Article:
A Brief Primer on Presidents and North Carolina

When you think of a state with a rich presidential legacy, chances are you think of Virginia (home to eight men who have held the nation’s top job) or Ohio (home to seven), but North Carolina has some rich presidential history of its own, and in honor of Presidents Day, we’ve shared some of it here.

James K. Polk

How Many Presidents Are From North Carolina? It’s Debatable.

If you visit the State Capitol in Raleigh, you’ll see a statue honoring the three “Presidents North Carolina Gave the Nation,” but many sources list just two presidents as calling the Tar Heel State home. The debate surrounds Andrew Jackson, who was born right on then unmarked line between North and South Carolina.

James K. Polk, our 11th president, was born in the Carolina borderlands as well, though farther west near Pineville. Polk is perhaps best remembered for spearheading the Mexican-American War, which greatly increased the size of United States, and a memorial representing his birthplace is now one of 27 state historic sites.

Andrew JohnsonThe 17th president, Andrew Johnson, was born in a kitchen in Raleigh and ascended to the nation’s top job after the assassination of Abraham Lincoln. The only U.S. senator who remained loyal to the Union during the Civil War, Johnson was impeached for his handling of Reconstruction, though he was acquitted at trial.

While North Carolina claims all three presidents as native sons, all were elected to office while residents of Tennessee.

A Few Notable Presidential Visits

Our friends at the North Carolina Collection at UNC-Chapel Hill have noted that every president since Chester A. Arthur, who was in office between 1881 and 1885, except for Warren Harding, has visited North Carolina.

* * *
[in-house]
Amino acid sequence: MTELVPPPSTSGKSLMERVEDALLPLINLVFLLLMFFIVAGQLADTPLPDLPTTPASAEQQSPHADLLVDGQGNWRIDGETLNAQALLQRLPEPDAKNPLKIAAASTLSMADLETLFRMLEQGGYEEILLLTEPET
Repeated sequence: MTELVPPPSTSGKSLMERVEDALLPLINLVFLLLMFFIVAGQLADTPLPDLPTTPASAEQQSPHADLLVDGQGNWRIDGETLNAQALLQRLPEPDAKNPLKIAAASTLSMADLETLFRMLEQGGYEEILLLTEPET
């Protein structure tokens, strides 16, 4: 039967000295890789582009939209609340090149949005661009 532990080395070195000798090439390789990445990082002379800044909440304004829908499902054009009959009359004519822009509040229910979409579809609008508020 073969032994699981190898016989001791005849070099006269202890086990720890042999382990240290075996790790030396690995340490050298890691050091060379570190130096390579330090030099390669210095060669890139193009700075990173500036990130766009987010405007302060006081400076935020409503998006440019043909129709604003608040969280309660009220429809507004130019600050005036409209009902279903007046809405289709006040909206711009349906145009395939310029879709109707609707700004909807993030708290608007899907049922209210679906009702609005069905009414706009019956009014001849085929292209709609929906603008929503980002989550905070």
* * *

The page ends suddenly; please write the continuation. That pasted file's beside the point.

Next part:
We’ve mapped five of the more interesting visits below, from our first president’s stay at Tryon Palace to the time President Lyndon Johnson’s kicked off a tour of Appalachia in Rocky Mount, hundreds of miles from the region.

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Explore More With Our Collections and Other Resources


At left, A bumper sticker from Terry Sanford's 1976 presidential campaign, now held by the N.C. Museum of History.

Our collections are abound in photographs, campaign ephemera, documents and artwork related to our nation’s 44 chief executives. Start exploring on our digital collections and collections database. The Presidential Signatures portion of the Treasures of the State Archives and State Library is a great place to begin, too.

Our This Day in North Carolina History Project contains more interesting anecdotes connected to the U.S. presidents from First Lady Dolley Madison’s dramatic rescue of White House treasures to the mysterious connection between Raleigh and the JFK assassinationCheck out NCpedia for more in-depth explorations of people, places and topics related to the presidency.